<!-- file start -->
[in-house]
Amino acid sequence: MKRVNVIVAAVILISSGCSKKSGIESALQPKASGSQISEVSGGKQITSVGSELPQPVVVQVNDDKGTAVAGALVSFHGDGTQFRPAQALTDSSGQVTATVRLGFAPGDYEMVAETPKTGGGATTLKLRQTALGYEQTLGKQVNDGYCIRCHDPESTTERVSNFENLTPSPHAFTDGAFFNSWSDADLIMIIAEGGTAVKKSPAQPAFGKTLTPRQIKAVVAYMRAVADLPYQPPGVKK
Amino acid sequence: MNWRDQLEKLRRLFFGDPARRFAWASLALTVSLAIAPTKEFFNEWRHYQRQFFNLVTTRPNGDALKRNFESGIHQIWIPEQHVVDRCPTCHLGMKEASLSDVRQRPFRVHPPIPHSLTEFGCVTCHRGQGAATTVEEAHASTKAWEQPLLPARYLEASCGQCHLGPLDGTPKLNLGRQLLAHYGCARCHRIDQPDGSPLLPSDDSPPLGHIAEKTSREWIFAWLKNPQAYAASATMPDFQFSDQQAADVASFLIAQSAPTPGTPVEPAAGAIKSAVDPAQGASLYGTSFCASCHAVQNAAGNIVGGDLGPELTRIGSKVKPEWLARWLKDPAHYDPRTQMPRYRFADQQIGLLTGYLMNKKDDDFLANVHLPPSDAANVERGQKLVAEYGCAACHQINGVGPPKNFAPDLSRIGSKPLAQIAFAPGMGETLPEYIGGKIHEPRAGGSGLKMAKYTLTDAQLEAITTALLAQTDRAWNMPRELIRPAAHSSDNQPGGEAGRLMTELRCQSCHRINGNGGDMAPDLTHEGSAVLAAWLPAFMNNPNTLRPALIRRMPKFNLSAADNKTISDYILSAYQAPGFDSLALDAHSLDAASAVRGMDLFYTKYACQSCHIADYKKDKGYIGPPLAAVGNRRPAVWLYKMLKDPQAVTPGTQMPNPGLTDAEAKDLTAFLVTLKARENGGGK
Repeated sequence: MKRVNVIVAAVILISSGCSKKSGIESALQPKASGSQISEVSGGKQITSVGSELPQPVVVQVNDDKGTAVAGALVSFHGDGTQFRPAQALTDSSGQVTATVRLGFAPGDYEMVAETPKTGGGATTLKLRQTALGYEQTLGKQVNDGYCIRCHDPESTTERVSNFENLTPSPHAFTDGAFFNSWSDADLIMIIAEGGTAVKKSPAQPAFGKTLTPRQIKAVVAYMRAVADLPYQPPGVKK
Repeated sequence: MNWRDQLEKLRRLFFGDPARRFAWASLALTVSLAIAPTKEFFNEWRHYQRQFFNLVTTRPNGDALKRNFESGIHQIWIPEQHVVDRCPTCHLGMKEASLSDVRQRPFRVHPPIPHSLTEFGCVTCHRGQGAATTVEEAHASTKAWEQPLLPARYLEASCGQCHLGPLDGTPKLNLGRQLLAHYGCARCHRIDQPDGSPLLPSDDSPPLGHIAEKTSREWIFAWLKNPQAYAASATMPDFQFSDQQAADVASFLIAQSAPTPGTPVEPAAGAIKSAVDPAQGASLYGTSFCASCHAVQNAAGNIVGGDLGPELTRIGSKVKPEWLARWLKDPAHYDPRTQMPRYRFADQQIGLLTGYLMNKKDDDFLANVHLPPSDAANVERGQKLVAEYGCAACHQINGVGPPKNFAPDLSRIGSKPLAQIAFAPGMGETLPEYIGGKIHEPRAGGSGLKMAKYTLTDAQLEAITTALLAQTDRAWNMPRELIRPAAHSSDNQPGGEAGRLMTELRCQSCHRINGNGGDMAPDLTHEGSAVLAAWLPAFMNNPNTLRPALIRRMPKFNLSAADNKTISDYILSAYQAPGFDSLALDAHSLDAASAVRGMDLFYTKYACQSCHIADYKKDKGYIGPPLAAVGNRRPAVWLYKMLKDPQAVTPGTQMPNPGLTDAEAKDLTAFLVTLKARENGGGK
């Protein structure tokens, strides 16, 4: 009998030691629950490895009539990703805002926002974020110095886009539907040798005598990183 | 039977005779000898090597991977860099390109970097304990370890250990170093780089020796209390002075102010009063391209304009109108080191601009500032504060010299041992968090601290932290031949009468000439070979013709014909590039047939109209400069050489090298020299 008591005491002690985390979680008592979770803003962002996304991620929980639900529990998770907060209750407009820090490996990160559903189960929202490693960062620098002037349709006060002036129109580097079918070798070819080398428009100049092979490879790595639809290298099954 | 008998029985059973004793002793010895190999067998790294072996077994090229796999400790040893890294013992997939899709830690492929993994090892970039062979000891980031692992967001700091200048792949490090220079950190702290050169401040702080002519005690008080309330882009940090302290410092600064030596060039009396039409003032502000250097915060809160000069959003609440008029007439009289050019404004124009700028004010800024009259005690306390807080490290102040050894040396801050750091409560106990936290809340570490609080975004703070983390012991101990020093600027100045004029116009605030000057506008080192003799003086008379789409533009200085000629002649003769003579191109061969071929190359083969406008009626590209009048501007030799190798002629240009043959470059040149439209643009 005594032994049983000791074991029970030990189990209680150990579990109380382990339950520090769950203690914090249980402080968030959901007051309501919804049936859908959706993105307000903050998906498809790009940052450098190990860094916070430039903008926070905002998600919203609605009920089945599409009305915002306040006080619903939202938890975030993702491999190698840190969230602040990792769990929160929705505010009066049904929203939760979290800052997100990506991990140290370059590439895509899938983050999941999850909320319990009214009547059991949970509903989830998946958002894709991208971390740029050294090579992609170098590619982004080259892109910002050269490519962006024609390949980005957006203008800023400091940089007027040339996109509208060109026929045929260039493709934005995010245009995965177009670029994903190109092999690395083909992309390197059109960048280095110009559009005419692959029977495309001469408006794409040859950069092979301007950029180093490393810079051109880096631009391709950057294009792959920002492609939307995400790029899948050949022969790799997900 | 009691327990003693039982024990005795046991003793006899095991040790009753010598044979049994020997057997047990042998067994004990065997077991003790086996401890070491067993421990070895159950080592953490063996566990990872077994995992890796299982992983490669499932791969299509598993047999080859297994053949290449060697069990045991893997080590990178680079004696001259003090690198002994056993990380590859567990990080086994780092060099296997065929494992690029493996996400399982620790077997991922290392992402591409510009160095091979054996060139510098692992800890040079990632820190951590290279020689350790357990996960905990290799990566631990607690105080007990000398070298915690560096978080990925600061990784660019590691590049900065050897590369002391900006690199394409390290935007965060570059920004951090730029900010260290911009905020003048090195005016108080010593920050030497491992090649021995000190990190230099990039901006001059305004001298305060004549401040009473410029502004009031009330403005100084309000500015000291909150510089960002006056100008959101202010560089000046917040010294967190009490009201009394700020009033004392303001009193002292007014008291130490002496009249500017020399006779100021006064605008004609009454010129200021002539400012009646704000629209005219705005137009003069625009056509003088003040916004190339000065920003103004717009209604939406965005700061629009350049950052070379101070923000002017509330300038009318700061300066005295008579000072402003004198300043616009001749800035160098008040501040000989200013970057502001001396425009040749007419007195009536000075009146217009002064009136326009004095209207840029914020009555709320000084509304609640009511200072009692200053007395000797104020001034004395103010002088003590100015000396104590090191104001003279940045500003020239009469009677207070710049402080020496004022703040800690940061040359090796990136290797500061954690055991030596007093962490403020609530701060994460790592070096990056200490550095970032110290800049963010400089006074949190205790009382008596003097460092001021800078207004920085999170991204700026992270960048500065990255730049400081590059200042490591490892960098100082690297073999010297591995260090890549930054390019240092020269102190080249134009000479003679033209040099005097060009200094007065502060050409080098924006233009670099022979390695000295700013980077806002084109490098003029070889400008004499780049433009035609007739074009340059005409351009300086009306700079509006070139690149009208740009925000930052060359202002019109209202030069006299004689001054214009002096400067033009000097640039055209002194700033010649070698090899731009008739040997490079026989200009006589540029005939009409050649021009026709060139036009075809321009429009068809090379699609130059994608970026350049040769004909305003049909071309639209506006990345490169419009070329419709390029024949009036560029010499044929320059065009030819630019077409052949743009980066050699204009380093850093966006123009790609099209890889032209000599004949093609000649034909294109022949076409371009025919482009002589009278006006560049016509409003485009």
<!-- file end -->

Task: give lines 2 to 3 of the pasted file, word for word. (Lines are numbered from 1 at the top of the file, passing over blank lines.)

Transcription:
Amino acid sequence: MKRVNVIVAAVILISSGCSKKSGIESALQPKASGSQISEVSGGKQITSVGSELPQPVVVQVNDDKGTAVAGALVSFHGDGTQFRPAQALTDSSGQVTATVRLGFAPGDYEMVAETPKTGGGATTLKLRQTALGYEQTLGKQVNDGYCIRCHDPESTTERVSNFENLTPSPHAFTDGAFFNSWSDADLIMIIAEGGTAVKKSPAQPAFGKTLTPRQIKAVVAYMRAVADLPYQPPGVKK
Amino acid sequence: MNWRDQLEKLRRLFFGDPARRFAWASLALTVSLAIAPTKEFFNEWRHYQRQFFNLVTTRPNGDALKRNFESGIHQIWIPEQHVVDRCPTCHLGMKEASLSDVRQRPFRVHPPIPHSLTEFGCVTCHRGQGAATTVEEAHASTKAWEQPLLPARYLEASCGQCHLGPLDGTPKLNLGRQLLAHYGCARCHRIDQPDGSPLLPSDDSPPLGHIAEKTSREWIFAWLKNPQAYAASATMPDFQFSDQQAADVASFLIAQSAPTPGTPVEPAAGAIKSAVDPAQGASLYGTSFCASCHAVQNAAGNIVGGDLGPELTRIGSKVKPEWLARWLKDPAHYDPRTQMPRYRFADQQIGLLTGYLMNKKDDDFLANVHLPPSDAANVERGQKLVAEYGCAACHQINGVGPPKNFAPDLSRIGSKPLAQIAFAPGMGETLPEYIGGKIHEPRAGGSGLKMAKYTLTDAQLEAITTALLAQTDRAWNMPRELIRPAAHSSDNQPGGEAGRLMTELRCQSCHRINGNGGDMAPDLTHEGSAVLAAWLPAFMNNPNTLRPALIRRMPKFNLSAADNKTISDYILSAYQAPGFDSLALDAHSLDAASAVRGMDLFYTKYACQSCHIADYKKDKGYIGPPLAAVGNRRPAVWLYKMLKDPQAVTPGTQMPNPGLTDAEAKDLTAFLVTLKARENGGGK